MSNBC’s Thomas Roberts is an openly liberal host who frequently makes disparaging comments towards conservatives and the Republican Party. And as it the modus operandi at the network, he frequently brings on fellow liberals to bash conservatives, often without the benefit of giving a conservative equal time to fire back.
Following shocking revelations that the IRS has been selectively investigating conservative groups for some three years now, Roberts brought on Julian Bond, chairman emeritus of the NAACP, to discuss what Roberts believed, “brings to mind the agency's 2004 probe of the NAACP.” [See video after jump. MP3 audio here.]
Bond, who has been a harsh critic of Republicans and the Tea Party, is known for his extreme and disgusting rhetoric towards conservatives, and today was no different as he blasted the Tea Party as "a group of people who are admittedly racist" and "overtly political." "I think it's entirely legitimate to look at the Tea Party," Bond insisted.
After Roberts asked Bond about what the potential fallout might be for the Obama administration, Bond doubled down on his disgusting rhetoric:
They are the Taliban wing of American politics and we all ought to be a little worried about them.
Roberts barely challenged Bond’s disgusting comments, merely asking him, “Sir, do you think that's a little harsh, calling them the Taliban wing of American politics?” to which Bond retorted, “Not at all. Not at all. The truth may hurt, but it's the truth.”
Readers of NewsBusters shouldn’t be surprised at Roberts’ lack of pushback towards Bond’s despicable comments. In 2011 Roberts made disparaging comments towards the GOP in which he argued the GOP wants to go back to when no women voted and where “slavery was cool.”
Roberts’ refusal to adequately challenge Bond’s anti-conservative hatred is sadly not unexpected as he has a long history of slandering the GOP, but is given a pass by his bosses at MSNBC.
See relevant transcript below.
May 14, 2013
11:10 a.m. Eastern
THOMAS ROBERTS: So the IRS’ systemic targeting of certain conservative groups brings to mind the agency's 2004 probe of the NAACP. Now at that time that investigation came less than a month before the presidential election. The IRS looking into the NAACP’s tax status, claiming a speech by the group's leader at the time in which he criticized then President George W. Bush over the Iraq War might have crossed the nonpartisan line. Now two years later the irs cleared the organization of those allegations. Julian Bond is the Chairman Emeritus of the NAACP and was chairman of the organization during that audit. Mr. Bond, it’s good to have you here. And I just want to remind our viewers, play the comments that the IRS saw as politically charged. It was part of your keynote address at the time at the NAACP’s convention in July of '04. Take a look.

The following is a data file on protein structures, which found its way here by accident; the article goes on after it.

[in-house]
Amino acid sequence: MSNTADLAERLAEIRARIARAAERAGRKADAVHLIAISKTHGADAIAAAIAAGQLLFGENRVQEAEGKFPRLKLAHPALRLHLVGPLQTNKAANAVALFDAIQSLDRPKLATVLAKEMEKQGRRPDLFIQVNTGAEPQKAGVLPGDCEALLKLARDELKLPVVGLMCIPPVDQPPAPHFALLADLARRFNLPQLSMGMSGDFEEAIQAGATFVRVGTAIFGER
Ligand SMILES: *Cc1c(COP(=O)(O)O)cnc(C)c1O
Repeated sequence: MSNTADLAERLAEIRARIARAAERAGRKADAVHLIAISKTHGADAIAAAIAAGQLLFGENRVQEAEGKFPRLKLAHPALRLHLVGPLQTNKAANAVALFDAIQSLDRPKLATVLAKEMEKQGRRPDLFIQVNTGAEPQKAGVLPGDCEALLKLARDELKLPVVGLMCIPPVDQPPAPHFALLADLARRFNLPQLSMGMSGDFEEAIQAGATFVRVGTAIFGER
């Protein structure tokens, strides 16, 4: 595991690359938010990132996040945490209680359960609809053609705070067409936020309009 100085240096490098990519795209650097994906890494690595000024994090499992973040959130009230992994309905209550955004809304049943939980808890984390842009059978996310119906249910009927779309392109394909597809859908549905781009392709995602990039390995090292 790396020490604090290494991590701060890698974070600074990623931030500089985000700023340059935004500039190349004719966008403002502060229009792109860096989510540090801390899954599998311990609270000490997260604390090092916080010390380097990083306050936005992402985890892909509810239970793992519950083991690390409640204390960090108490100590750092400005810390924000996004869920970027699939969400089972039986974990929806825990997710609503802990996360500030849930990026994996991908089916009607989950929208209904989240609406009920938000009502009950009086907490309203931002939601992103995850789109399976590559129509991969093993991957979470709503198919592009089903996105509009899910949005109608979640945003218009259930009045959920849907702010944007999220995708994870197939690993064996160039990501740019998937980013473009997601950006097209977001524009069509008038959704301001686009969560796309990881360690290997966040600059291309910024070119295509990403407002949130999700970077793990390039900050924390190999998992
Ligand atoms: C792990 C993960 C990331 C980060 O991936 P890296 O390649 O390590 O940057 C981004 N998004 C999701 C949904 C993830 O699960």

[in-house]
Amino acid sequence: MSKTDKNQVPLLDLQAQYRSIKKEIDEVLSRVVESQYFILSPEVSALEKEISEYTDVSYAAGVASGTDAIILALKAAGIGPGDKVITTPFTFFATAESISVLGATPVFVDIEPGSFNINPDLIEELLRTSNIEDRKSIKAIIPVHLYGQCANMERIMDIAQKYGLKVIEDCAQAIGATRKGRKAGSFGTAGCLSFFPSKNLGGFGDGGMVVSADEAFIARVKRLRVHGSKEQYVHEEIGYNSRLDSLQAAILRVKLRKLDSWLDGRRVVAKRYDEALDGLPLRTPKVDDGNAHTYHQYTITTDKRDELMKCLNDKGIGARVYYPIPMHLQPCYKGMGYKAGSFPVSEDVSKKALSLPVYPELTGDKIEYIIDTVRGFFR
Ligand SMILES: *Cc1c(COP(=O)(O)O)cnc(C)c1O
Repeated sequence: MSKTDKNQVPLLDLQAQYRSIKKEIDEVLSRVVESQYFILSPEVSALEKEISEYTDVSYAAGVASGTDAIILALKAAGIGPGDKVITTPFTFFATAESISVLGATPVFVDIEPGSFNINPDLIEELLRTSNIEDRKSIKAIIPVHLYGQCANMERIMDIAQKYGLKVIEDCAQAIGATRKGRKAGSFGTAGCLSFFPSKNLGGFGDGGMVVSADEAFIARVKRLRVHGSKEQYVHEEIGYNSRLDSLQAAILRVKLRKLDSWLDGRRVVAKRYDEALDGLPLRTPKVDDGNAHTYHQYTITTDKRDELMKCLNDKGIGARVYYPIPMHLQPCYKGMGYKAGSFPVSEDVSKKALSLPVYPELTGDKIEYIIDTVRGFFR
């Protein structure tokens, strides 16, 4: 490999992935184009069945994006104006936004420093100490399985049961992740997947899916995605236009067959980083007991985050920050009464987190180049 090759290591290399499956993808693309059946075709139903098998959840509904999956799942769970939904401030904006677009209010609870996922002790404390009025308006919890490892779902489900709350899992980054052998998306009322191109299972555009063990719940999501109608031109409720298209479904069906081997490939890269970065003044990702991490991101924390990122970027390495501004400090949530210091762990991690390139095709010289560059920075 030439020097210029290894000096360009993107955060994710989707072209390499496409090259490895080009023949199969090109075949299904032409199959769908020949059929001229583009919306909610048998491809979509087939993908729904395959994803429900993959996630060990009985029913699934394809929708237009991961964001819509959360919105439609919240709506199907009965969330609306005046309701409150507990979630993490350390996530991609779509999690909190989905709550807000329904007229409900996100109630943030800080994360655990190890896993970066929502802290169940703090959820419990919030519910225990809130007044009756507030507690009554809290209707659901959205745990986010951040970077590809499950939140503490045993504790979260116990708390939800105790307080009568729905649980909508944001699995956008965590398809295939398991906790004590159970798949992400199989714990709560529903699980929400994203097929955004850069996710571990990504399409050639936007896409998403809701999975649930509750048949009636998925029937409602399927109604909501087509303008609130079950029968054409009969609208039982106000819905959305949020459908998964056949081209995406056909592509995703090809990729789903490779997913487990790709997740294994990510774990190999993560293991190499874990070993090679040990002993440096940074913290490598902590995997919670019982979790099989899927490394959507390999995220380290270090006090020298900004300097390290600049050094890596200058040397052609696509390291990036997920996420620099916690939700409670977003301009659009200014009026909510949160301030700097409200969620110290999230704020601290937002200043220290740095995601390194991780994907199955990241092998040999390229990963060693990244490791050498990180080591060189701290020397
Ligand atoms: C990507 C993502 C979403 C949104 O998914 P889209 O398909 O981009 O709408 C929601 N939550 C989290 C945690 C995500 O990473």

JULIAN BOND: Or as defenders have tried to stifle political debate. If you oppose the war, they say you don't support our troops. That's nonsense. If it was up to us, every man and woman stationed in Iraq would be safely at home with their loved ones right now.
ROBERTS: So, sir, past is prologue, auditors notified the NAACP that it would be subject to a 10 percent tax for political expenditures as well as additional penalties. Looking back do you maintain that the NAACP was unfairly targeted given the rocky relationship at the time with president bush and are there parallels to what we're seeing today?
BOND: I don't think there are any parallels to what we're seeing today. Of course we were unfairly targeted. The letter the IRS sent to me, I was the chairman of the NAACP at the time said I had criticized the President of the United States. And I've grown up thinking that was my right as an American citizen. And every American citizen had that right. I thought this was picking on the NAACP. It was close to the election. We're an effective get out the vote apparatus. Most of the people we’re going to turn out to vote are not by our design Democrats but happen to be Democrats. And it was an attempt to weaken us just before the election.
ROBERTS: Sir, lawmakers on both sides of the aisle though they’re coming down on what we're seeing today in the IRS apparently targeting these Tea Party groups. Doing so at a time in 2010 during the mid-term elections where we saw an up rise in the Tea Party sweeping in the Congress. Is there not -- shouldn't there not be the same level of outrage certainly from the White House? I mean, at the time in '04, Congressman Charlie Rangel called the audit a, quote, police state tactic. Do you think that there might be a double standard being looked at here?
BOND: No, I don't think there's a double standard at all. I think it's entirely legitimate to look at the Tea Party. I mean here are a group of people who are admittedly racist. Who are overtly political. Who've tried as best they can to harm President Obama in every way they can. I don't think there are correct parallels between these two incidents. It was wrong for the IRS to behave in this heavy handed manner. They didn't explain it well before or now what they're doing and why they're doing it. But there are no parallels between these two.
ROBERTS: Chairman Bond, what do you think the fallout will be for the Obama administration? Especially during a time where the Tea Party had maybe lost a little air? Do you think that this is going to help inflate that, especially as we ramp up to the midterms for 2014?
BOND I hope not. I hope they don't get anymore air. You know, they are the Taliban wing of American politics and we all ought to be a little worried about them.
ROBERTS: Sir, do you think that's a little harsh, calling them the Taliban wing of American politics?
BOND: Not at all. Not at all. The truth may hurt, but it's the truth.
ROBERTS: Julian Bond, Chairman Emeritus of the NAACP. Sir, thanks for your time on this.